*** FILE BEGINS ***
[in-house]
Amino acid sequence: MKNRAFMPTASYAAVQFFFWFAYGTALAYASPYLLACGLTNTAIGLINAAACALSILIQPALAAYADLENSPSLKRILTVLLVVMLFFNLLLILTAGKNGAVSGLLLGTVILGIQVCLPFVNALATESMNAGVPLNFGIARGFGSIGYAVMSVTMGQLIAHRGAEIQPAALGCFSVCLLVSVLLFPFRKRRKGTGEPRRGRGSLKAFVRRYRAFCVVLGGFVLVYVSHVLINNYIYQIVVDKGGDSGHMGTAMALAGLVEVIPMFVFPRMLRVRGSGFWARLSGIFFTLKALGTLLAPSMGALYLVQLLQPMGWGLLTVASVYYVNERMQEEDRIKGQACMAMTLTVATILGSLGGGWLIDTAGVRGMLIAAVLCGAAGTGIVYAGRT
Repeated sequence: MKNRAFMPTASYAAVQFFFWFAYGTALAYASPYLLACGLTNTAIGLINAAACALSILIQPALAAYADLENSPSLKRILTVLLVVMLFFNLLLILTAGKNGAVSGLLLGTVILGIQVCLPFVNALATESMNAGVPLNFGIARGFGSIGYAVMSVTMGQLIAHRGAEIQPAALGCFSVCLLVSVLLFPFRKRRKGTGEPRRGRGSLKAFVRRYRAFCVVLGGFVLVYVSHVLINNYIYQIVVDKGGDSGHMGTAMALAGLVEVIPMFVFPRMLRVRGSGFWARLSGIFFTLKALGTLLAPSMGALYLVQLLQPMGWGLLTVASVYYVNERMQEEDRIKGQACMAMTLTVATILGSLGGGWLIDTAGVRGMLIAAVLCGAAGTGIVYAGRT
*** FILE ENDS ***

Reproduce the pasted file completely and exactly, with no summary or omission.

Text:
[in-house]
Amino acid sequence: MKNRAFMPTASYAAVQFFFWFAYGTALAYASPYLLACGLTNTAIGLINAAACALSILIQPALAAYADLENSPSLKRILTVLLVVMLFFNLLLILTAGKNGAVSGLLLGTVILGIQVCLPFVNALATESMNAGVPLNFGIARGFGSIGYAVMSVTMGQLIAHRGAEIQPAALGCFSVCLLVSVLLFPFRKRRKGTGEPRRGRGSLKAFVRRYRAFCVVLGGFVLVYVSHVLINNYIYQIVVDKGGDSGHMGTAMALAGLVEVIPMFVFPRMLRVRGSGFWARLSGIFFTLKALGTLLAPSMGALYLVQLLQPMGWGLLTVASVYYVNERMQEEDRIKGQACMAMTLTVATILGSLGGGWLIDTAGVRGMLIAAVLCGAAGTGIVYAGRT
Repeated sequence: MKNRAFMPTASYAAVQFFFWFAYGTALAYASPYLLACGLTNTAIGLINAAACALSILIQPALAAYADLENSPSLKRILTVLLVVMLFFNLLLILTAGKNGAVSGLLLGTVILGIQVCLPFVNALATESMNAGVPLNFGIARGFGSIGYAVMSVTMGQLIAHRGAEIQPAALGCFSVCLLVSVLLFPFRKRRKGTGEPRRGRGSLKAFVRRYRAFCVVLGGFVLVYVSHVLINNYIYQIVVDKGGDSGHMGTAMALAGLVEVIPMFVFPRMLRVRGSGFWARLSGIFFTLKALGTLLAPSMGALYLVQLLQPMGWGLLTVASVYYVNERMQEEDRIKGQACMAMTLTVATILGSLGGGWLIDTAGVRGMLIAAVLCGAAGTGIVYAGRT